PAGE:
Even though they are still just cats doing cat things, it is nice to see beyond internet LOLs in catdom and learn about their importance to the streets of Istanbul. Already having made an impression at the Melbourne Film Festival in 2016 and some extra sold-out screenings, Kedi (Ceyda Torun) is getting a local release.
This is Torun’s first piece, which is linked to the memories of her childhood. Much to her mother’s and sister’s disapproval, despite coming home with cat bites and the thought she could possibly get fleas, sure enough Torun went ahead and spent time with these cats. Kedi introduces viewers to seven main felines and really articulates each individual personality. Each cat has a local that he/she comes to visit (mainly for food) and occasionally stays with. The locals introduce the cats in Kedi like proud parents and really know their personalities and background stories. By the end of the doco, it is obvious who is who.
Adding to this are the visuals which accentuate its personal experience. Intimate close ups of the felines and the city itself helps the audience get to know these cats, and gives a taste of their texture and movement throughout the streets. It is really quite sublime.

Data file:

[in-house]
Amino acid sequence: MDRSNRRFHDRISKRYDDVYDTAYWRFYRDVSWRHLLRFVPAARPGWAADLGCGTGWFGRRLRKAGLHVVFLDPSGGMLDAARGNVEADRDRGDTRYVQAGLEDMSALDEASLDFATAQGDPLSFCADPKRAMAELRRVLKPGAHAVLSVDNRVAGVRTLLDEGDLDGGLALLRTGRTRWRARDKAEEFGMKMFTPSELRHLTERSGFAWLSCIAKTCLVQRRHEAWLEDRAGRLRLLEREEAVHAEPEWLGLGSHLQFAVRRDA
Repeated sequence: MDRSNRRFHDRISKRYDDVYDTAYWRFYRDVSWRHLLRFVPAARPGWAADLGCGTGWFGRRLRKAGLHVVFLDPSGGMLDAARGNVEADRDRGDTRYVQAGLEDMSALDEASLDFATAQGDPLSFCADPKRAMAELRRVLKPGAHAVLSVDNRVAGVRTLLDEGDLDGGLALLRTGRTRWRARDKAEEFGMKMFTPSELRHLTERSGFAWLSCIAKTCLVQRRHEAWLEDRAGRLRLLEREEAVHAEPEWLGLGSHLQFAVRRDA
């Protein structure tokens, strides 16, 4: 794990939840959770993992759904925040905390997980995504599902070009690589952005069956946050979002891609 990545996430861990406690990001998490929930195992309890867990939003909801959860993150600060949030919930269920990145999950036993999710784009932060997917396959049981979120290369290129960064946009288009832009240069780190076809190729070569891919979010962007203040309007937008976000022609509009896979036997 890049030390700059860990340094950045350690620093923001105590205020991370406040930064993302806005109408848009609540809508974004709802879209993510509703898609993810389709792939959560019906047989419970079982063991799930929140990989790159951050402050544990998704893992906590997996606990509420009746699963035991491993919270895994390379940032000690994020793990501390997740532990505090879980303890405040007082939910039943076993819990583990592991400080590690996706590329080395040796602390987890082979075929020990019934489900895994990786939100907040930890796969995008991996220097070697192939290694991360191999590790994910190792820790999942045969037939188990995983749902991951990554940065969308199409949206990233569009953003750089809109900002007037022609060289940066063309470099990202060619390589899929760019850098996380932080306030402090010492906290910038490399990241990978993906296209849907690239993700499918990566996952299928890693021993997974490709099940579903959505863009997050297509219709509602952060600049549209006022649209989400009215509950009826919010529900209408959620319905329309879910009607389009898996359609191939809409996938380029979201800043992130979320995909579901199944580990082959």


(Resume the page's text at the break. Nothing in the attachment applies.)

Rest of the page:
Different to watching YouTube cat videos, and yet somehow the same, Kedi is an enjoyable exploration and still offers that bit more. What plays out here is the mythic history of the cat found in the ancient city of Istanbul; we even learn that they sailed with the Vikings.
The film also looks at how new housing developments will impact these kitties. Kedi may not be the best documentary as there is no real rebuttal, but then again, what could be negative about a cat, right? But you do get the feeling had this doco gone that bit darker/more nuanced then the fluffy cat-lovers segments would have had to reach another level. Perhaps because it’s cats, we can possibly feel okay about this.
Kedi has a lot to say about life and our relationships. Exploring the bond between human and cat, this is where it is enriching. The owners seem to put cats on a pedestal, much like the Egyptians, but you really see why this is the case. It is about solace. For the humans, most enthusiasts discuss how a cat has helped aid their depression/breakdowns more strongly than any other drug, and for the cat, they stay alive and get a scratch on the back.
You quickly realise Kedi debunks the ‘crazy cat lady’ idea, and that is great. In Istanbul it is pretty common to see men look after five or so meowing kitties and not think this is weird or should perhaps involve a spinster. Kedi proves on many occasions that men also adore cats and equally are as nurturing as women, and usually it’s the rough-as-guts types.
Torun doesn’t treat these cats as cute, grumpy, click bait, but articulates their importance as historical, strong figures. In hindsight it would be a shame for Kedi to only be seen by cat lovers when it has so much character and breathtaking moments to explore and consider.
Kedi is in cinemas from 15th June through Hi Gloss Entertainment.